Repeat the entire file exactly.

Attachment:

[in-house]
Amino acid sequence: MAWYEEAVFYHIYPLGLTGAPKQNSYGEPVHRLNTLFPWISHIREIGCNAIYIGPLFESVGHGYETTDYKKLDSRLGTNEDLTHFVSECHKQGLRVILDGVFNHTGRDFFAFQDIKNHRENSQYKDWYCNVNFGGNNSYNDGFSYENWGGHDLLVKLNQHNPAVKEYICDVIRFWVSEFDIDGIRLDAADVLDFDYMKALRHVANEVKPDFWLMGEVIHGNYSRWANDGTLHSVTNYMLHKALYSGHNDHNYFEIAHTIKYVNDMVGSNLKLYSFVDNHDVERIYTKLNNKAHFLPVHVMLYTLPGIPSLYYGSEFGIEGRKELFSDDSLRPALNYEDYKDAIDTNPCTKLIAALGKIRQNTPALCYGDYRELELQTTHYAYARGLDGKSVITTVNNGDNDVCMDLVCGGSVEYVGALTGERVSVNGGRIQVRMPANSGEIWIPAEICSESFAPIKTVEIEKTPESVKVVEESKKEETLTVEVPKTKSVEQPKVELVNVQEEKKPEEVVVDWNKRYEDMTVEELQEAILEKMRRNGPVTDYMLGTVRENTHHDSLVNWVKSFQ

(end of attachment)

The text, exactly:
[in-house]
Amino acid sequence: MAWYEEAVFYHIYPLGLTGAPKQNSYGEPVHRLNTLFPWISHIREIGCNAIYIGPLFESVGHGYETTDYKKLDSRLGTNEDLTHFVSECHKQGLRVILDGVFNHTGRDFFAFQDIKNHRENSQYKDWYCNVNFGGNNSYNDGFSYENWGGHDLLVKLNQHNPAVKEYICDVIRFWVSEFDIDGIRLDAADVLDFDYMKALRHVANEVKPDFWLMGEVIHGNYSRWANDGTLHSVTNYMLHKALYSGHNDHNYFEIAHTIKYVNDMVGSNLKLYSFVDNHDVERIYTKLNNKAHFLPVHVMLYTLPGIPSLYYGSEFGIEGRKELFSDDSLRPALNYEDYKDAIDTNPCTKLIAALGKIRQNTPALCYGDYRELELQTTHYAYARGLDGKSVITTVNNGDNDVCMDLVCGGSVEYVGALTGERVSVNGGRIQVRMPANSGEIWIPAEICSESFAPIKTVEIEKTPESVKVVEESKKEETLTVEVPKTKSVEQPKVELVNVQEEKKPEEVVVDWNKRYEDMTVEELQEAILEKMRRNGPVTDYMLGTVRENTHHDSLVNWVKSFQ